Your first Tuesday news day of 2016

"This raccoon accidentally dissolving candy floss is a welcome start to raccoons of 2016," muses BuzzFeed's Rachael Krishna, sharing what arguably is the first meme sensation of the new year (and at 9,700+ shares right now). "Watching a raccoon accidentally dissolve his candyfloss in a puddle has really put my troubles in perspective," admits Ryan Nelson. And everyone was projecting their problems onto this poor varmint. "This raccoon is actually me on #Whole30," explains Newsweek's Polly Mosendz. "When you remember to deflate your now not so killer stat," alternatively suggests Soumaya Keynes with The Economist. "Me, when I have a 'great' story idea and then sit down to actually write it," NYT's Dan Saltzstein offers yet another comparison. At Rolling StoneTim Dickinson saw "Jeb Bush seizing the 2016 nomination." But regardless of what we took away from this little guy, none of us could tear our eyes from his plight. Andrew Coyne at the National Post calls it "Coonenfreude. I could watch this for hours," while SB Nation's Matt Ufford laments, "Still emotionally shattered from this Vine. GET THAT RACCOON MORE COTTON CANDY. Please, I need to sleep."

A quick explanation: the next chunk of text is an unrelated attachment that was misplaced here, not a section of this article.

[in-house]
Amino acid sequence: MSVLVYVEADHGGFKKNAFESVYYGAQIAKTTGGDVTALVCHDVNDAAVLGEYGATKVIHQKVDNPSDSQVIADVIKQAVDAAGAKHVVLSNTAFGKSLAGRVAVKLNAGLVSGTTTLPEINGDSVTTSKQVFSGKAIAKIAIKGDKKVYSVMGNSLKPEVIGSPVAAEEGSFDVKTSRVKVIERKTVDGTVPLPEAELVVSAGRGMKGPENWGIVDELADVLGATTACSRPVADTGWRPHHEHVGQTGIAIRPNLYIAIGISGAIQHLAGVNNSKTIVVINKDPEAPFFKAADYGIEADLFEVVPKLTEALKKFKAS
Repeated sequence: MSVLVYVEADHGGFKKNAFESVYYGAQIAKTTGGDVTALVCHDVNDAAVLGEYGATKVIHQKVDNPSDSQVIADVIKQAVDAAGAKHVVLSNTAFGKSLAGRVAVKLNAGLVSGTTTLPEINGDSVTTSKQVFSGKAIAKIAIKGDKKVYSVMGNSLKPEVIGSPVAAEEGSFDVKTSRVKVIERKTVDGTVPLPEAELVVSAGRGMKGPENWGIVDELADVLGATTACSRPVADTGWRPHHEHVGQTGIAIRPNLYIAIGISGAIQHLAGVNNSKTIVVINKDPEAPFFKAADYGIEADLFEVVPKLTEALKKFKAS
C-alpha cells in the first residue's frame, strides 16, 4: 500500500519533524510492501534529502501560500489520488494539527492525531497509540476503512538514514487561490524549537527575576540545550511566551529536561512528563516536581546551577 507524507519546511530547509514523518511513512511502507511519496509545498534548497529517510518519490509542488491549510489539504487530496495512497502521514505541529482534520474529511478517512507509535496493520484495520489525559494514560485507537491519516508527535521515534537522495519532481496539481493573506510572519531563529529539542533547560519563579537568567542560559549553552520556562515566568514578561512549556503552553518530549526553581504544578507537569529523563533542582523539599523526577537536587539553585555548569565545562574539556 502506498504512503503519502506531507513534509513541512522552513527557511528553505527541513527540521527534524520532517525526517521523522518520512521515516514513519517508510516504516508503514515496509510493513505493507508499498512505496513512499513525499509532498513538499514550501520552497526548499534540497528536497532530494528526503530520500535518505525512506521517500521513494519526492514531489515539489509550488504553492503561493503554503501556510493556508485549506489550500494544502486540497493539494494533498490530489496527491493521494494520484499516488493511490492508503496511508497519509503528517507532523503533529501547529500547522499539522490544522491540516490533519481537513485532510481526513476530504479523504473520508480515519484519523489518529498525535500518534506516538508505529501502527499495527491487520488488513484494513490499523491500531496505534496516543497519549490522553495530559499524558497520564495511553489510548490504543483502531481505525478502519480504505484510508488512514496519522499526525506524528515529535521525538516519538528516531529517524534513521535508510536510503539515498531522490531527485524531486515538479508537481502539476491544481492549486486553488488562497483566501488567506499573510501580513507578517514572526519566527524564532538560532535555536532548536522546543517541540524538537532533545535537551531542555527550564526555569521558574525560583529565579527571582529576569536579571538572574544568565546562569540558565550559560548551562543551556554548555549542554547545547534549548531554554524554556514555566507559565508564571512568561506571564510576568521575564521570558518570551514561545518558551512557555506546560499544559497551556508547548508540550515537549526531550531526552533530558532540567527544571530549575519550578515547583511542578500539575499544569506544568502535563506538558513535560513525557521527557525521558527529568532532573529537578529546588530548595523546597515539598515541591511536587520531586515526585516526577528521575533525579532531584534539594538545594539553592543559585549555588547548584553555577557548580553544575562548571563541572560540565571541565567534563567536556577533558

In other absurdity, a militant in one of the Islamic State videos is believed to be a former British "bouncy castle" salesman. Quite a "Career change," as noted by Foreign Policy's Pedro da Costa. Another important takeaway: his name is Sid. Meanwhile, authorities are plan to cut off power to the militia at the occupied Oregon refuge. "Update on the Oregon snacksurrectionists who, it turns out, have been enjoying government heating up till now," observes Oliver Burkeman at the Guardian US. And yet, interestingly enough, the leader of the Oregon armed "protest" has benefited from a federal loan program. "This, from @russchoma, is the Oregon militia version of 'keep your government hands off my Medicare'," realizes Aaron Wiener from the Washington City Paper.

In politics, Donald Trump's very first actual ad may shows migrants "at the southern border," but they're actually in Morocco. "We need a wall in the middle of the Atlantic to stop people running into the US from Morocco," declares The New Yorker's Nicholas Thompson. Contrast that with Ted Cruz's latest spot, which instead depicts bankers, lawyers and journalists running over border into the U.S. "Strong ad from Ted Cruz. Raises good point: would UK/US tolerate mass immigration that drove down elite-high wages?" wonders Politico Europe's Ben Judah. "New Ted Cruz ad floats crazy hypothetical scenario where there is downward pressure on journalism salaries," snarks American Spectator's John Tabin.

And on that media note, the controversial "manager" of the Review-Journal's parent company has been removed from the job while staff have been told to ease up on coverage of its new owner -- a.k.a. "Adelson's editors told to lighten up on the scoop volcano they work for," elaborates Karen Beninato at Forbes.

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